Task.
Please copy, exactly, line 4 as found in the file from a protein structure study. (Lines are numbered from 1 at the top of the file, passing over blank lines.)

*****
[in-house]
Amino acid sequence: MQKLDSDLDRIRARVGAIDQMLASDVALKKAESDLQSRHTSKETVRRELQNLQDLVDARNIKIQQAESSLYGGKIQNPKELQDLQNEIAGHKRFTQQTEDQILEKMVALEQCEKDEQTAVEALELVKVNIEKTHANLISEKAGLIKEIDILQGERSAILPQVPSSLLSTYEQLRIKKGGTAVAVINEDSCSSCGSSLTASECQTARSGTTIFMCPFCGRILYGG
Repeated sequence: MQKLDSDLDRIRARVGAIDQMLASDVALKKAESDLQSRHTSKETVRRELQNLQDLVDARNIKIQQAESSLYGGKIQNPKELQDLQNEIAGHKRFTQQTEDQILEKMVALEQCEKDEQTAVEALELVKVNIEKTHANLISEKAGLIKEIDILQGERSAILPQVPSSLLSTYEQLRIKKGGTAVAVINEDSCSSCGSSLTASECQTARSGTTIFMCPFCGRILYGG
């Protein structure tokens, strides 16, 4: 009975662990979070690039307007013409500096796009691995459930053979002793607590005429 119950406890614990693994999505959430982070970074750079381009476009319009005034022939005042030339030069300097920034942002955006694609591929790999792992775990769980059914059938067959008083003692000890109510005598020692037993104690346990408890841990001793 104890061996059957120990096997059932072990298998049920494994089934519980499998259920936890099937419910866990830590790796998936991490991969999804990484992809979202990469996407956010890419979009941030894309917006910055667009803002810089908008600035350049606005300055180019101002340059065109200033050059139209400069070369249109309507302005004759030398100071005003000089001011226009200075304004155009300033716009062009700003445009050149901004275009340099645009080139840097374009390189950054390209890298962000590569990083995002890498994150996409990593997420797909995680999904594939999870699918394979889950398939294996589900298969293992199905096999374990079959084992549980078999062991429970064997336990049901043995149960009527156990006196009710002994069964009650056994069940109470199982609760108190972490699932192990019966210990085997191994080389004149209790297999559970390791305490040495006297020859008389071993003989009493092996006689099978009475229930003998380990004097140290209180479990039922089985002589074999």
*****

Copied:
């Protein structure tokens, strides 16, 4: 009975662990979070690039307007013409500096796009691995459930053979002793607590005429 119950406890614990693994999505959430982070970074750079381009476009319009005034022939005042030339030069300097920034942002955006694609591929790999792992775990769980059914059938067959008083003692000890109510005598020692037993104690346990408890841990001793 104890061996059957120990096997059932072990298998049920494994089934519980499998259920936890099937419910866990830590790796998936991490991969999804990484992809979202990469996407956010890419979009941030894309917006910055667009803002810089908008600035350049606005300055180019101002340059065109200033050059139209400069070369249109309507302005004759030398100071005003000089001011226009200075304004155009300033716009062009700003445009050149901004275009340099645009080139840097374009390189950054390209890298962000590569990083995002890498994150996409990593997420797909995680999904594939999870699918394979889950398939294996589900298969293992199905096999374990079959084992549980078999062991429970064997336990049901043995149960009527156990006196009710002994069964009650056994069940109470199982609760108190972490699932192990019966210990085997191994080389004149209790297999559970390791305490040495006297020859008389071993003989009493092996006689099978009475229930003998380990004097140290209180479990039922089985002589074999």